There was a commercial several months ago about a new car on the market. It would remind the owner that there were some things that needed to be attended to. In the commercial, the owner of the car would be ready to do something inappropriate when the car horn would sound. Wouldn't it be nice to have something like that in our lives? We have sirens to warn us of tornadoes, bells that chime to let us know church is ready to start, other sirens that warn us to get out of the way of emergency vehicles, and buzzers to tell us to get out of the building because there is a fire. But wouldn't it be nice to have some kind of warning system to let us know we are treading on dangerous ground?

We do have something. He's called the Holy Spirit. He's there to nudge, urge, prompt, encourage, and remind. He's there placing verses in our minds when temptation comes up. He warns us that there is an emergency and we should be alert. He lets us know that something special is about to happen. Our problem? We just don't listen. You rarely notice the ambulance until he's right up on you. Church bells, especially if they are regular, just become part of the white noise we experience every day and we tend to ignore it. Fire drills, well, we blow them off as just a drill.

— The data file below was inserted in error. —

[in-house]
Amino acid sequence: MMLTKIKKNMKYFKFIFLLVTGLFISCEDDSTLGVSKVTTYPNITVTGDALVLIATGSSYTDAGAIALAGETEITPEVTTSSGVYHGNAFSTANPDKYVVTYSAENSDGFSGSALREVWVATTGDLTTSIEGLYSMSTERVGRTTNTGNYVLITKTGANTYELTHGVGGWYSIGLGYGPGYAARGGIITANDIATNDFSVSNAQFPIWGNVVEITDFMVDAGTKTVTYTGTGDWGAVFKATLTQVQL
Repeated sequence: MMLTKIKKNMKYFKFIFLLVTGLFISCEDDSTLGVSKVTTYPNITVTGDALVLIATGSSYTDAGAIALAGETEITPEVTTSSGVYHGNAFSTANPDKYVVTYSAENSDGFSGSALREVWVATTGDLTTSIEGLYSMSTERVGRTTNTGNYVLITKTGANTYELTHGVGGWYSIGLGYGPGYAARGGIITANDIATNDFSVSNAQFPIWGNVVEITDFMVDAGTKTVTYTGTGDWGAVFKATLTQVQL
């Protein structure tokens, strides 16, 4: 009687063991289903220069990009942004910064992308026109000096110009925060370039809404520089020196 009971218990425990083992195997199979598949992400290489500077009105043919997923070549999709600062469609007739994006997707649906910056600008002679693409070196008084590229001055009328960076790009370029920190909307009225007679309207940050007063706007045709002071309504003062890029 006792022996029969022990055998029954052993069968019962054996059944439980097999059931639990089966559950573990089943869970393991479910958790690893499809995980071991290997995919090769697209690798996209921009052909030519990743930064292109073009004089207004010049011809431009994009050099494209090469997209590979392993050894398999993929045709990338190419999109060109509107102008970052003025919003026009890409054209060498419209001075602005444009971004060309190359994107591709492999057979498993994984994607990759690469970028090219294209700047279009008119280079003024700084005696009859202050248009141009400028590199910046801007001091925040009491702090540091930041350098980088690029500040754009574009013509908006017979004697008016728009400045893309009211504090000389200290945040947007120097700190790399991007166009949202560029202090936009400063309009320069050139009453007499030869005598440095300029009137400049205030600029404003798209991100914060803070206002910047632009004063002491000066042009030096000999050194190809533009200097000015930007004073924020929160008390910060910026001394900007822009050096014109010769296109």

But God is very serious about listening to the Spirit's call. Paul tells the Galatians to live by the Spirit and not by the flesh. How will we know the difference? Listen to Paul's words. "Those who belong to Christ Jesus have crucified the sinful nature with its passions and desires. Since we live by the Spirit, let us keep in step with the Spirit." (Galatians 5:24, 25) Keep in step. Hear the warnings. Heed the alarm. Listen to the reminders. One of the most significant problem in our lives today is we have too much noise in our lives....so much so that it drowns out the Spirit's calling.

I don't know why I've heard all of these "bells and whistles and warnings" lately. Maybe it's to remind me of the Spirit's lead in our lives. Listening, hearing, really hearing and willing to let Him lead us.

God bless,
Luke 18:1
E-mail me at steve@hawleybooks.com

Thursday, July 17, 2014


Again, our thoughts tonight are from my good friend, Ken Ellis! Continued prayers requested for my mission to Vietnam, now in Week # 2!

I continue to marvel at God's ingenuity in planning the most intricate details of His creation, especially the interactions of a flock of geese while in flight.  It's particularly surprising to me how much a flock of geese has in common with the family of God.